East African athletes shines
“Winning the 1,500m gold medal gave me confidence but you never know what’s going to happen in the final,” said Dibaba, whose own world record in the 1,500m in Lausanne last month was the fourth she currently holds.
“If I continue my good performances, I can run faster than the current world record in the 5,000m (set by Tirunesh in Oslo in 2008).”
Kenya, meanwhile, continues to dominate the medals table at this stage of the competition with six golds and 11 medals in all.
There was a shock at Wednesday’s world championships when Kenya’s Julius Yego won gold with the third longest javelin throw of all time.
In all world championships since 1983, there has only been one non-European gold medalist, South African Marius Corbett in Athens in 1997. Otherwise, medals have remained largely the preserve of European countries.
Yego’s monster third round effort of 92.72 metres was the longest since Jan Zelezny threw 92.80 in 2001.
Julius Yego of Kenya celebrates after winning gold at the men’s javelin throw final during the 15th IAAF World Championships at the National Stadium in Beijing, China, August 26, 2015.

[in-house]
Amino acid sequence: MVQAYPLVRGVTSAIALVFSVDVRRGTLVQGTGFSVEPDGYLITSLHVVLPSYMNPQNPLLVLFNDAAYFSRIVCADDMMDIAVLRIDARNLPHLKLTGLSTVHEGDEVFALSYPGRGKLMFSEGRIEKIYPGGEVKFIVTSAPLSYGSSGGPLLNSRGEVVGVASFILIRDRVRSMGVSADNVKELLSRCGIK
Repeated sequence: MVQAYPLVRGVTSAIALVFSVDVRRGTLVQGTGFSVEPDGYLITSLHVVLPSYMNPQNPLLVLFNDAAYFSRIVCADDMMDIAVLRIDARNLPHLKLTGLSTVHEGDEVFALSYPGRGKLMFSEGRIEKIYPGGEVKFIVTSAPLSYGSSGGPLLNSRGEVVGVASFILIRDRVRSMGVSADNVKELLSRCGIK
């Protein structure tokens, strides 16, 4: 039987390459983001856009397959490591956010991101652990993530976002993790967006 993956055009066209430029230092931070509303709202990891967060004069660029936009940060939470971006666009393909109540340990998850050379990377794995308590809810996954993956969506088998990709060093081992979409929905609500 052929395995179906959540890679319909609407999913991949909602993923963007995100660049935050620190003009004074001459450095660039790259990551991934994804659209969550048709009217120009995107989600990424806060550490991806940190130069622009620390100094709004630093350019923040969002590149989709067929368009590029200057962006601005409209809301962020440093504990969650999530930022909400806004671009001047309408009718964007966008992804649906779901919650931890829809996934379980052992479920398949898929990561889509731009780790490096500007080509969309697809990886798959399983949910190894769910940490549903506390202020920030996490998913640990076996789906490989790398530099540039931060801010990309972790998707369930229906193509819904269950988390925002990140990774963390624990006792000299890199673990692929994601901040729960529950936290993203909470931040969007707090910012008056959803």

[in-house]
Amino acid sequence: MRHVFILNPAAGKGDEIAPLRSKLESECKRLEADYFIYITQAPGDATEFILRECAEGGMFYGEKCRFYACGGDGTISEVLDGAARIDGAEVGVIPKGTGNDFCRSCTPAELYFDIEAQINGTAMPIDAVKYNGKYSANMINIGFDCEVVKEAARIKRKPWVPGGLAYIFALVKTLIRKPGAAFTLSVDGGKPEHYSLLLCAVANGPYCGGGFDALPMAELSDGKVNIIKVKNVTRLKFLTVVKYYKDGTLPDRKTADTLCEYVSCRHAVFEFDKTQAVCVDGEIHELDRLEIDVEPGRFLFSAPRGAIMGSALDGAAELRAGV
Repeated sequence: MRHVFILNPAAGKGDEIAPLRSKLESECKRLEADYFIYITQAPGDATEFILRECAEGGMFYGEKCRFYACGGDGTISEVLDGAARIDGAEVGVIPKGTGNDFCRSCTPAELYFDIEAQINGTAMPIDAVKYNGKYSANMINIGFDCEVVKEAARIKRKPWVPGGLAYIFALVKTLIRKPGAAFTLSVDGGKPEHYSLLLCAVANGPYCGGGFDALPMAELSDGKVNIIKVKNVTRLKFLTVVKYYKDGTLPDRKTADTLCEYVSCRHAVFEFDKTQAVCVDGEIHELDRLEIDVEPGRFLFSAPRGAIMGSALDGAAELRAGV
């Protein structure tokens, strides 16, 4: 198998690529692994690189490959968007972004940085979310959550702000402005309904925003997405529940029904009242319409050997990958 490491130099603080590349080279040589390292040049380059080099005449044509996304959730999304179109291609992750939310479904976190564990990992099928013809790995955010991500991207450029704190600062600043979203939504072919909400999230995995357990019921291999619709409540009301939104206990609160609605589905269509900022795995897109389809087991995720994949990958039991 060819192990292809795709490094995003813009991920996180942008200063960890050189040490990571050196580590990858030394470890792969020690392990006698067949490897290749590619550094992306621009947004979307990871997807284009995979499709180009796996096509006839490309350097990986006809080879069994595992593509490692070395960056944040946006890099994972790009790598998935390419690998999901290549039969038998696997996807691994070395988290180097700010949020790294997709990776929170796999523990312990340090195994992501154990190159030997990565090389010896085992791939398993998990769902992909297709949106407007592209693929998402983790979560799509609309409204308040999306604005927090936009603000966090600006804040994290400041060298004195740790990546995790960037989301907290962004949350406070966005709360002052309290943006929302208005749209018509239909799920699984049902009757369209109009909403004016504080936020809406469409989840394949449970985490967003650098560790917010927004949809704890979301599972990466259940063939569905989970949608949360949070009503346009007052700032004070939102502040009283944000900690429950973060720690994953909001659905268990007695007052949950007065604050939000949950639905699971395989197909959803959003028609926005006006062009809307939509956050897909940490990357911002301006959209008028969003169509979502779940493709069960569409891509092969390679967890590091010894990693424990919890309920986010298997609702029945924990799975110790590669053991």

His efforts were followed by more African silverware when Egyptian Ihab Abdelrahman El Sayed claimed second spot with 88.99m for his country’s first-ever athletics world medal.
The astronomical rise of Yego, who famously honed his early technique from YouTube clips of his heroes, and El Sayed is in large part thanks to Finnish coach Petteri Piironen, who trains the African pair.
Piironen first came across Yego when a Finnish agent dealing with African athletes drew his attention to the then little-known Kenyan thrower.
And El Sayed in 2008 and Yego in 2011 earned scholarships to train at the IAAF-accredited centre in Kuortane in Finland, the country regarded as the spiritual home of the javelin.
“He has learnt good basics from YouTube and then of course you need someone to work together,” Piironen said after proudly watching his two proteges score a 1-2 podium result.
“Yego’s throwing skills are quite good. He’s not strong and he’s not such a good jumper, but when he takes the javelin, starts to run and throw, he’s one of the best.
“The basic technique and the run and rhythm are much better than some other throwers.”
Yego is gushing in praise of Piironen.
“He is a brilliant coach,” Yego said. “I still use the programme Petteri set me when I first met him. We created a good relationship and he is readily available to help me whenever I ask.”